Gunderloy currently works as a computer programmer and farmer. He co-authored the book SQL Server 7 in Record Time ISBN 0-7821-2155-1.

[edit] In other media

Jerod Pore collected articles and reviews from the print version of Factsheet Five, and with them produced Factsheet Five - Electric, one of the first zines to use the Usenet newsgroup alt.zines. Beginning in the late 1980s, Gunderloy and Pore also established a substantial online presence on the WELL, an influential, private dial-up BBS.


Three books were published based on Factsheet Five: How to Publish a Fanzine by Gunderloy (1988; Loompanics), The World of Zines, by Gunderloy and Janice (1992; Penguin) ISBN 0-14-016720-X, and The Factsheet Five Zine Reader by Friedman (1997; Three Rivers Press) ISBN 0-609-80001-9. Until 1989, Gunderloy collected and, in turn, made available several versions of the Gemstone File. A number of Gunderloy's zine reviews from Factsheet Five also appeared in edited form in High Weirdness by Mail.


Mike Gunderloy's Factsheet Five Collection of over 10,000 zines and mail art is now held at the New York State Library and Archives in Albany, New York, where it occupies 300 cubic feet.[6] However, only about 4000 zines in the collection have been cataloged.[7] About 1/4 of the zines in the collection are listed on Excelsior, the New York State Library's electronic catalog; staff of the Manuscripts & Special Collection can help locate other items.[8] 240 zines that R. Seth Friedman donated are in the collection of the San Francisco Public Library.[9]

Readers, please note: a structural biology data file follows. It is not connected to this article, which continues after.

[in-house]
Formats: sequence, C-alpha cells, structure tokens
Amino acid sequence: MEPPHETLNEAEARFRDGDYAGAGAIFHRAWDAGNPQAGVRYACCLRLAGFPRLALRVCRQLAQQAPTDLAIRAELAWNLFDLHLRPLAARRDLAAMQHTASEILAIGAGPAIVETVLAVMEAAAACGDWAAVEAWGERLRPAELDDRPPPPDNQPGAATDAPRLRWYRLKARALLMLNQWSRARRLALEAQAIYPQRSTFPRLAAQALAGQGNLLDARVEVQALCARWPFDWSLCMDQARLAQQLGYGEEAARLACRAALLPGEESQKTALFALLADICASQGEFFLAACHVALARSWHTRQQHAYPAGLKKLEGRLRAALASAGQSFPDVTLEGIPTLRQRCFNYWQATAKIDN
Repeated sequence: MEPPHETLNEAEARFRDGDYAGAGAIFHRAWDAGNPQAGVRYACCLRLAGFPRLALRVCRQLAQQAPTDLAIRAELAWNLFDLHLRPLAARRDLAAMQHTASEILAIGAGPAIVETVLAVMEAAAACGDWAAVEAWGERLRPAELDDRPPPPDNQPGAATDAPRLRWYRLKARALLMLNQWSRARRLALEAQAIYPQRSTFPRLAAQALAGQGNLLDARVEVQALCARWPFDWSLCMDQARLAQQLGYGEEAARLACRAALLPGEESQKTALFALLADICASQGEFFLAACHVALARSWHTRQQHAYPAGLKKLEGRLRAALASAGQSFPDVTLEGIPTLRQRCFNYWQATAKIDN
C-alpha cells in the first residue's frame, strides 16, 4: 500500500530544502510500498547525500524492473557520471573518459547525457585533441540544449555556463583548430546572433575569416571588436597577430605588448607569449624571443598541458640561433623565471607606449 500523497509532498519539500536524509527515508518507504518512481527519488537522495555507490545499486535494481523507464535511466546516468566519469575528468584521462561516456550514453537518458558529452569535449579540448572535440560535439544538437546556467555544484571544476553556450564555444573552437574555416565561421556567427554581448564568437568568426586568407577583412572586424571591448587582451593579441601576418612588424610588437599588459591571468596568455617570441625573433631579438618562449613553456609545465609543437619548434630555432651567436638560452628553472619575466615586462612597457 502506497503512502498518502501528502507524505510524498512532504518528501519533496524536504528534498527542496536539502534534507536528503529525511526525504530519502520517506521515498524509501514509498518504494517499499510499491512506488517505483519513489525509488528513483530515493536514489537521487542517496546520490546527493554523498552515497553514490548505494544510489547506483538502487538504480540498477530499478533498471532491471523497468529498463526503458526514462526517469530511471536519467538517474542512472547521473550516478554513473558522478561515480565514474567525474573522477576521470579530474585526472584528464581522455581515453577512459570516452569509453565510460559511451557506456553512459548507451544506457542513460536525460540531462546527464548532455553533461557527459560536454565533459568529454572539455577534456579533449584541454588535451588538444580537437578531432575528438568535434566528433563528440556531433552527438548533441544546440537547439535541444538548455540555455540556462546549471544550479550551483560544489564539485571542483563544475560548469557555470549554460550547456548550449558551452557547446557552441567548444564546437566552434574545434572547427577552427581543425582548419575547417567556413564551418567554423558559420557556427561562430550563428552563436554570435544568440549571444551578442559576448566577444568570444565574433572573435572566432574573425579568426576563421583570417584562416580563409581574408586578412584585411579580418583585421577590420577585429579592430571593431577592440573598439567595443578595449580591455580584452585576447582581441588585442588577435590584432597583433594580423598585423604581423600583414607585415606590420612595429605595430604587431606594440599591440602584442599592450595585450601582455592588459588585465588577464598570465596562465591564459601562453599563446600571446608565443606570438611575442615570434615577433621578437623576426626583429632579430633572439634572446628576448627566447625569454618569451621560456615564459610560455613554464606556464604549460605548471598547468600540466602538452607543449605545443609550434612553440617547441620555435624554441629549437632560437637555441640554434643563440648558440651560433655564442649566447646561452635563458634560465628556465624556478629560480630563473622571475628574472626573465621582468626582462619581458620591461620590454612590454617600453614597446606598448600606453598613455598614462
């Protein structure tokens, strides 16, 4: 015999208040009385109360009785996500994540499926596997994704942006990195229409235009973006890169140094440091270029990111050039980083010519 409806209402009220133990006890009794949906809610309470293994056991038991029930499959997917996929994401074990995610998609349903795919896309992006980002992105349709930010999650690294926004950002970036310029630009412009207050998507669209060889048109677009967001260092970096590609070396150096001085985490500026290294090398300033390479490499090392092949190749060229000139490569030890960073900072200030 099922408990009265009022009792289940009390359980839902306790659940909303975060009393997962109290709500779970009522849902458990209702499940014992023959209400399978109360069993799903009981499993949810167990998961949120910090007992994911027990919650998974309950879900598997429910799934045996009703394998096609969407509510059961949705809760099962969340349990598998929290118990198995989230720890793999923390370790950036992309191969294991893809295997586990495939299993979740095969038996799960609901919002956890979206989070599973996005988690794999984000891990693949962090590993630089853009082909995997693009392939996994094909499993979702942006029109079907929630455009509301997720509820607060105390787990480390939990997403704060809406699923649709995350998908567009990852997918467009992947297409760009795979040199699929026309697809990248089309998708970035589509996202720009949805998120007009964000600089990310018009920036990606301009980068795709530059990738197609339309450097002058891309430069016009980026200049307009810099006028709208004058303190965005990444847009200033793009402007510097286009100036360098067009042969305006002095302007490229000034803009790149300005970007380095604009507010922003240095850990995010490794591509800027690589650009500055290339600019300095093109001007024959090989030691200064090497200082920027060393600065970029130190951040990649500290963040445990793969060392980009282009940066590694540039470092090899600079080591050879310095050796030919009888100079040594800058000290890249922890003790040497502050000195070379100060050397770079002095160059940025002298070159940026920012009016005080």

[edit] Notes and references

  1. "Factsheet Five: The fanzine fanzine", Flipside (Issue #53, 1987)
  2. Factsheet Five(38): 15, October 1990, ISSN 0890-6823
  3. Gunderloy, Mike; Cari Goldberg Janice (1992), "Introduction", The World of Zines, New York: Penguin Group, pp. 4, ISBN 0-14-016720-X
  4. Grumman, Bob (1998-10-07), Daily Notes on Poetry & Related Matters
  5. Van Vleet, Michael (1998-10-07), "Farewell, Factsheet 5?", SF Weekly
  6. A Zine Lover's Dream
  7. Gardner, Jeremy (May 2009), "Zines in the academic library: a literature review", Library Student Journal, retrieved 2010-06-13.
  8. Janowsky, C. (June 2009), NYSL Collections That Are Not in the Library’s Online Catalog, retrieved 2010-06-13
  9. Little Maga/Zine Collection History, San Francisco Public Library


[edit] External links

Wikisource has original text related to this article: Wikisource:Factsheet Five

Personal tools